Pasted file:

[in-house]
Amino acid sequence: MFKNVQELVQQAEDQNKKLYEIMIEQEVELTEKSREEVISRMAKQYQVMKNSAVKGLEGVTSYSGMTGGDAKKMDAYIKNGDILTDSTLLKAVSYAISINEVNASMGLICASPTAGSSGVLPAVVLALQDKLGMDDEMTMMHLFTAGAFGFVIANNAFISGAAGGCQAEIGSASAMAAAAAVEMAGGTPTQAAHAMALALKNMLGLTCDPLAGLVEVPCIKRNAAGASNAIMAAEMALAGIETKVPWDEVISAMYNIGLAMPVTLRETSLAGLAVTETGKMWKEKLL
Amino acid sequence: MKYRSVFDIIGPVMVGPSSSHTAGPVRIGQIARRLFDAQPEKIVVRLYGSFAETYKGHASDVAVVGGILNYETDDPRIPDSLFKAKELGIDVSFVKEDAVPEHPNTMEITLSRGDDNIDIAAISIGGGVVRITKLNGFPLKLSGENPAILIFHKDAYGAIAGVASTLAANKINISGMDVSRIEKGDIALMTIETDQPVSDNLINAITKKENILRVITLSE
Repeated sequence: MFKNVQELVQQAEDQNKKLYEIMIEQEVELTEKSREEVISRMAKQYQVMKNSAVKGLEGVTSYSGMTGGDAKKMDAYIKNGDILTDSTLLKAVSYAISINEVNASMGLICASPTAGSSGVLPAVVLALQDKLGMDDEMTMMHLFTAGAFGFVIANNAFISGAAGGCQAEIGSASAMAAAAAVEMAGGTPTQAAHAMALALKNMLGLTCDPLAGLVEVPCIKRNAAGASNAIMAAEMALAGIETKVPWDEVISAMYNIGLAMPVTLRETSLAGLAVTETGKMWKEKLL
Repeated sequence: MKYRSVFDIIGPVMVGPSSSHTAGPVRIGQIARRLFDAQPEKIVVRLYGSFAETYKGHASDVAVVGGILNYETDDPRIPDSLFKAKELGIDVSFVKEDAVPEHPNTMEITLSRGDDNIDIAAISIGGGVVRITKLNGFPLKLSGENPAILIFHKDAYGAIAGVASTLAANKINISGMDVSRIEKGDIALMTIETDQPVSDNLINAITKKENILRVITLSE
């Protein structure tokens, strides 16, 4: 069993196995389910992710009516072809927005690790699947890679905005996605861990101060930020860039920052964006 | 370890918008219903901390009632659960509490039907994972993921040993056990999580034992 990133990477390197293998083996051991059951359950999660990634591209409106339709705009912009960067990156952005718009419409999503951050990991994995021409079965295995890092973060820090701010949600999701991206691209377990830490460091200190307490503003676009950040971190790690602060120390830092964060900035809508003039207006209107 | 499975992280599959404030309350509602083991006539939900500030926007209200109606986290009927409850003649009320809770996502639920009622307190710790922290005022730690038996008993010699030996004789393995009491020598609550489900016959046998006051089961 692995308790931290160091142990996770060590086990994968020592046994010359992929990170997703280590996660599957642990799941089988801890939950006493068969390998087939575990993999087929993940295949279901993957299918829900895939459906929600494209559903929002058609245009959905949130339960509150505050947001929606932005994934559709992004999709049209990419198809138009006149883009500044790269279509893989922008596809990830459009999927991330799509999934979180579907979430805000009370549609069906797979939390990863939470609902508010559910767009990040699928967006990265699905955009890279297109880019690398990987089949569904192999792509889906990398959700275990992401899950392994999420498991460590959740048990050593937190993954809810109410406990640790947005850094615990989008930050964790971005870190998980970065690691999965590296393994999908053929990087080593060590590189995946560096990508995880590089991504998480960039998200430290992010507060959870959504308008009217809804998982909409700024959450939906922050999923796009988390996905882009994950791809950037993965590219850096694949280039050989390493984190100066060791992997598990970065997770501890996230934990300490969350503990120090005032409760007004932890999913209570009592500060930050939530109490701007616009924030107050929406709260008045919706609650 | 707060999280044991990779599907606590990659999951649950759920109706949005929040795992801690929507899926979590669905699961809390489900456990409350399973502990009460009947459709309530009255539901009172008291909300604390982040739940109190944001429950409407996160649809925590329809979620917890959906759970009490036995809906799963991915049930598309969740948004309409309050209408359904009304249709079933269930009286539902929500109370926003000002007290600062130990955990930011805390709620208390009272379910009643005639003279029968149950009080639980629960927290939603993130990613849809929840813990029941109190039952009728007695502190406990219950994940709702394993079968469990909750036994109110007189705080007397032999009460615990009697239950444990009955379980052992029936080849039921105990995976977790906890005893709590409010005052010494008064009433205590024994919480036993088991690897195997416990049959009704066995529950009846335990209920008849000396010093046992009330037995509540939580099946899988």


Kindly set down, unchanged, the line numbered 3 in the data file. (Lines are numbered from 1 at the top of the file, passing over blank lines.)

Amino acid sequence: MKYRSVFDIIGPVMVGPSSSHTAGPVRIGQIARRLFDAQPEKIVVRLYGSFAETYKGHASDVAVVGGILNYETDDPRIPDSLFKAKELGIDVSFVKEDAVPEHPNTMEITLSRGDDNIDIAAISIGGGVVRITKLNGFPLKLSGENPAILIFHKDAYGAIAGVASTLAANKINISGMDVSRIEKGDIALMTIETDQPVSDNLINAITKKENILRVITLSE